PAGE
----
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new_homester
(mortal with potential)
05/20/05 08:34 AM
The impact of your first Bowie's album new  

To put it in a platonic style, Bowie is great to the extent, in which 'the Bowieish' shows in his works. But what is that entity?
My guess is that for each of us 'the Bowieish' has been determined by the first Bowie's album heard. For me, it was 'Heroes' a year after its release. Since then, I do regard (unconsciously) as more 'Bowie-esque' the albums and songs where I find traces of those Kraftwerk-like pulsations and quasi-recitals (Looking for Water, Shopping for Girls...) than his 'disco-king' productions like Let's Dance or even Young Americans. I know that it is taking a part for the whole, but that's how my perception works.
I remember that, in the early 80ies, my British friend asked me if I had heard any Bowie. I said 'Only Heroes'. - 'It's a shame!' -'Why?' - 'Well.. it's not very "Bowie"'.
But then, when I happened to hear 'Soul Love' (out of the album's context), it seemed so exotic to me... I even thought it was Joe Jackson ;)

So, will anyone share his/her first-Bowie experience?



Dara
(acolyte)
05/20/05 09:38 AM
Re: The impact of your first Bowie's album new [re: new_homester]  

My first Bowie album was Let's Dance. It didn't make a massive impact at first. In fact, I remember I bought The Police's "Synchronicity" the same day, and enjoyed that a lot more initially.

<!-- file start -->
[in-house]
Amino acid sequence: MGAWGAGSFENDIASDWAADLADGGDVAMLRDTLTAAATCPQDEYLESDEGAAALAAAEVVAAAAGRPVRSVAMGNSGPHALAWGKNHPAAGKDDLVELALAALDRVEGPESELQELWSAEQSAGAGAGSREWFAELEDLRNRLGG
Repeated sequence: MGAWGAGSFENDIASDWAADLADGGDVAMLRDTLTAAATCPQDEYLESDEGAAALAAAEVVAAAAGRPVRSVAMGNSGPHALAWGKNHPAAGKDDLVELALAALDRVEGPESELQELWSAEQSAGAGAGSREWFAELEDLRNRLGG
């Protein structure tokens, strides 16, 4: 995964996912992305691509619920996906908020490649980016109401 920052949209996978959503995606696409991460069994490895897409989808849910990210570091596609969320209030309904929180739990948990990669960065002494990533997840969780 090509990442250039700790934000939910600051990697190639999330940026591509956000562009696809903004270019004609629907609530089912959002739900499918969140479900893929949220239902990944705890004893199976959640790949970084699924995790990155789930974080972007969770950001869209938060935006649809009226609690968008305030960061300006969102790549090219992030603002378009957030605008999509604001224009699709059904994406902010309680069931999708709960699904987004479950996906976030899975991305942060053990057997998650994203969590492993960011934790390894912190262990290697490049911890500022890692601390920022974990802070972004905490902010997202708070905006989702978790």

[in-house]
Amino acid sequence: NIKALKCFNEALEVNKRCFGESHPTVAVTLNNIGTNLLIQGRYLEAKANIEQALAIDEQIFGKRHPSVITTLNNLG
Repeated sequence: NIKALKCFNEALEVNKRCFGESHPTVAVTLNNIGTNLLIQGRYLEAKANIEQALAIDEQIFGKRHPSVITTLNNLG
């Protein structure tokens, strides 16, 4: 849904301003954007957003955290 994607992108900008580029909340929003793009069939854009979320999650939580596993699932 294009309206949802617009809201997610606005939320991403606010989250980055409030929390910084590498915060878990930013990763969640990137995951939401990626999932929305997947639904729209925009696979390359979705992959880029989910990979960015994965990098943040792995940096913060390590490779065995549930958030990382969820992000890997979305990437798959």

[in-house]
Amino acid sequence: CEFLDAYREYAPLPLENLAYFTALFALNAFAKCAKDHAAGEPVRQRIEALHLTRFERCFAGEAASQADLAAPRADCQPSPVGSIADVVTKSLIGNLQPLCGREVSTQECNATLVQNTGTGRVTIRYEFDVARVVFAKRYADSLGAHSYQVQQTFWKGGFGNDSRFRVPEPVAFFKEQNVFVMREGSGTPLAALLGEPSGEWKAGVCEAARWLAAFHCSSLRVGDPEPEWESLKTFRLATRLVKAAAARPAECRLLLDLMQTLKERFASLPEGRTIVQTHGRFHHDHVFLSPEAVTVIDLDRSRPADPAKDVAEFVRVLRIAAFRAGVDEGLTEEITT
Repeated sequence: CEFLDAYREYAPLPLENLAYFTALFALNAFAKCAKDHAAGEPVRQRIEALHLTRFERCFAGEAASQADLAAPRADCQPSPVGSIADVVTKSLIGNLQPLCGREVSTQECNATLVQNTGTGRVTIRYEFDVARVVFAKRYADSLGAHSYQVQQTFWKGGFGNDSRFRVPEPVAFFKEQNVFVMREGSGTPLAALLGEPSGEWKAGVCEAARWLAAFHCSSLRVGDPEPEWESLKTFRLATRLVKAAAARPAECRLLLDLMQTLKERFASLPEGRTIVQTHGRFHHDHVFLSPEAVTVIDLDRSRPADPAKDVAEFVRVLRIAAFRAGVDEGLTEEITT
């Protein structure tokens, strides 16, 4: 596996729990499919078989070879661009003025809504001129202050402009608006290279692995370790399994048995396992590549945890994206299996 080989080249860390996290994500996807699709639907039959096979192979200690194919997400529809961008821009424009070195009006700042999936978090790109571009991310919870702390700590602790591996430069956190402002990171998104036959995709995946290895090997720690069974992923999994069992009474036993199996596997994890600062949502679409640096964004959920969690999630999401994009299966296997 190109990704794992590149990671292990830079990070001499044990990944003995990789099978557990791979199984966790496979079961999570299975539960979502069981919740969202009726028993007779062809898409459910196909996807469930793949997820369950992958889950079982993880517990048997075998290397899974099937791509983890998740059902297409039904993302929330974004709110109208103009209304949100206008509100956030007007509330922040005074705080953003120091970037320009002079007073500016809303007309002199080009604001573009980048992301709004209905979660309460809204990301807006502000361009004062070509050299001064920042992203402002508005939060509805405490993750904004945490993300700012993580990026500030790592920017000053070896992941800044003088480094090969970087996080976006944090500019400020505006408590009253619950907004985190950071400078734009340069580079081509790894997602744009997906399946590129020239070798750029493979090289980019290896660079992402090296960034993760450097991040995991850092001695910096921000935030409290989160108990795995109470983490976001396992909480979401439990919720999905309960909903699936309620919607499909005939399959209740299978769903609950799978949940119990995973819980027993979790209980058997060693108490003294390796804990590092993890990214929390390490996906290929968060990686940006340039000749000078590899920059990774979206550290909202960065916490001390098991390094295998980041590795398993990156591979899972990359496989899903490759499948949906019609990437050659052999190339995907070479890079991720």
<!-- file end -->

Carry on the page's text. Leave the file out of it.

Synchronicity wore out fast though, and Let's Dance had more staying power. I remember being especially impressed by what became the singles (at this stage only the title track had been released), and Criminal World, and to a lesser extent Cat People. I was also intrigued by Ricochet. Only Shake it did nothing for me, and Without You not much (I was surprised when it later became the fourth US single).

Eventually, I liked the album enough to be encouraged to buy other Bowie albums, and it is these other early purchases that made the biggest impact on me. Hunky Dory was second, and Ziggy third.

Whereas I never bought another Police album (or Sting).

Slan leat,

Dara

"All those people that you killed,
All those lies that you told,
Have come back to haunt you,
And the best thing the Labour party can do now
Is to sack you."
George Galloway


new_homester
(mortal with potential)
05/20/05 10:48 AM
Re: The impact of your first Bowie's album new [re: Dara]  

Oh great! I enjoyed 'Synchronicity' about the same time. It took me going back to their first two albums to realise that this one was actually a decline of their era. But that's not to be said of the immortal 'Every Breath..' ;)



SysiyoModerator
(thunder ocean)
05/20/05 11:39 AM
Re: The impact of your first Bowie's album new [re: new_homester]  

My first Bowie album was The Rise And Fall Of Ziggy Stardust (etc. etc.) and... that was five years ago (or actually four years and ten months). Today I don't actually think it's a very Bowie-ish album. Certainly, it has a lot of trademark Bowie stuff, but these days I consider his later stuff, especially "Heroes", to be the definitive Bowie. The charm of Ziggy wore off, unfortunately, as the years progressed.

Project Michelangelo | LiveJournal

icarusboy
(electric tomato)
05/20/05 11:57 AM
Re: The impact of your first Bowie's album new [re: Sysiyo]  

Good thread - more original than the 'What was your first Bowie Album' ones that pop up every now and again.